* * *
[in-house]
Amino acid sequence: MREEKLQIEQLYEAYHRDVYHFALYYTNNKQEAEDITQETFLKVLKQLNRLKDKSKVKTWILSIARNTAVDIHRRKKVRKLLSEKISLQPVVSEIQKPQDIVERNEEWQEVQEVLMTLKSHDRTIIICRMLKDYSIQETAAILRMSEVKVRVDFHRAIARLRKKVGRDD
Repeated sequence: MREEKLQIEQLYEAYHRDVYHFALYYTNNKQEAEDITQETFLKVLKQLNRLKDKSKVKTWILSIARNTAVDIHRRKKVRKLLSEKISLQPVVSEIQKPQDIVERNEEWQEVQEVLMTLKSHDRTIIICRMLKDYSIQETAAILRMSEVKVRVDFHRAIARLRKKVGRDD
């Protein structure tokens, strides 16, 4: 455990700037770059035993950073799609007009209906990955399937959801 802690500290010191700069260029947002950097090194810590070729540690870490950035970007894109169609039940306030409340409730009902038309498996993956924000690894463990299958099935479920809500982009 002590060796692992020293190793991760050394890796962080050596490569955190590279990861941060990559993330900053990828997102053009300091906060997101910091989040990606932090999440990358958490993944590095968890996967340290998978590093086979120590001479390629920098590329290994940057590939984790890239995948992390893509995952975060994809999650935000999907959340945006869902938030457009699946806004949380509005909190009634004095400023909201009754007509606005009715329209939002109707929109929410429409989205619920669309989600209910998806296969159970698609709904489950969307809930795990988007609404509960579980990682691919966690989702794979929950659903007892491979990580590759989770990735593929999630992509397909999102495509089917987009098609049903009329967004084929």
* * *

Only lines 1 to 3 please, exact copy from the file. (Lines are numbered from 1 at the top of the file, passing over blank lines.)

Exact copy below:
[in-house]
Amino acid sequence: MREEKLQIEQLYEAYHRDVYHFALYYTNNKQEAEDITQETFLKVLKQLNRLKDKSKVKTWILSIARNTAVDIHRRKKVRKLLSEKISLQPVVSEIQKPQDIVERNEEWQEVQEVLMTLKSHDRTIIICRMLKDYSIQETAAILRMSEVKVRVDFHRAIARLRKKVGRDD
Repeated sequence: MREEKLQIEQLYEAYHRDVYHFALYYTNNKQEAEDITQETFLKVLKQLNRLKDKSKVKTWILSIARNTAVDIHRRKKVRKLLSEKISLQPVVSEIQKPQDIVERNEEWQEVQEVLMTLKSHDRTIIICRMLKDYSIQETAAILRMSEVKVRVDFHRAIARLRKKVGRDD